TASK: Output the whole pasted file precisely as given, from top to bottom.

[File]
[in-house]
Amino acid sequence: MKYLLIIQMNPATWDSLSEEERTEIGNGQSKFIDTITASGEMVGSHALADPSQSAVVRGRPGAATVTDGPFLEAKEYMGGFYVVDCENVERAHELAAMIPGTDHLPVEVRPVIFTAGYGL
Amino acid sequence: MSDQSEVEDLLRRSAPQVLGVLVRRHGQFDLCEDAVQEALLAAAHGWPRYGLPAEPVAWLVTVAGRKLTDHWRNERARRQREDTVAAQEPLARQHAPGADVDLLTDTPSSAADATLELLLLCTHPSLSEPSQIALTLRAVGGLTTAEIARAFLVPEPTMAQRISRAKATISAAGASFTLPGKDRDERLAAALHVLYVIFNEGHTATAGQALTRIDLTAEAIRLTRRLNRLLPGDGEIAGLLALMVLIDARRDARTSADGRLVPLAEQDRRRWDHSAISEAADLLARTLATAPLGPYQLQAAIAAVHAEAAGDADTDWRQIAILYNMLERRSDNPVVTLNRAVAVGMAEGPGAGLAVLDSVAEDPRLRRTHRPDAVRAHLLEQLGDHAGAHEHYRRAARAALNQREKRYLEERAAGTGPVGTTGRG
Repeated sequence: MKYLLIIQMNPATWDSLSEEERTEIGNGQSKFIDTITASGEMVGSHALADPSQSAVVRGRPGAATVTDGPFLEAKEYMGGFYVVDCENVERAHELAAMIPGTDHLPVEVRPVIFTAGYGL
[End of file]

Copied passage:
[in-house]
Amino acid sequence: MKYLLIIQMNPATWDSLSEEERTEIGNGQSKFIDTITASGEMVGSHALADPSQSAVVRGRPGAATVTDGPFLEAKEYMGGFYVVDCENVERAHELAAMIPGTDHLPVEVRPVIFTAGYGL
Amino acid sequence: MSDQSEVEDLLRRSAPQVLGVLVRRHGQFDLCEDAVQEALLAAAHGWPRYGLPAEPVAWLVTVAGRKLTDHWRNERARRQREDTVAAQEPLARQHAPGADVDLLTDTPSSAADATLELLLLCTHPSLSEPSQIALTLRAVGGLTTAEIARAFLVPEPTMAQRISRAKATISAAGASFTLPGKDRDERLAAALHVLYVIFNEGHTATAGQALTRIDLTAEAIRLTRRLNRLLPGDGEIAGLLALMVLIDARRDARTSADGRLVPLAEQDRRRWDHSAISEAADLLARTLATAPLGPYQLQAAIAAVHAEAAGDADTDWRQIAILYNMLERRSDNPVVTLNRAVAVGMAEGPGAGLAVLDSVAEDPRLRRTHRPDAVRAHLLEQLGDHAGAHEHYRRAARAALNQREKRYLEERAAGTGPVGTTGRG
Repeated sequence: MKYLLIIQMNPATWDSLSEEERTEIGNGQSKFIDTITASGEMVGSHALADPSQSAVVRGRPGAATVTDGPFLEAKEYMGGFYVVDCENVERAHELAAMIPGTDHLPVEVRPVIFTAGYGL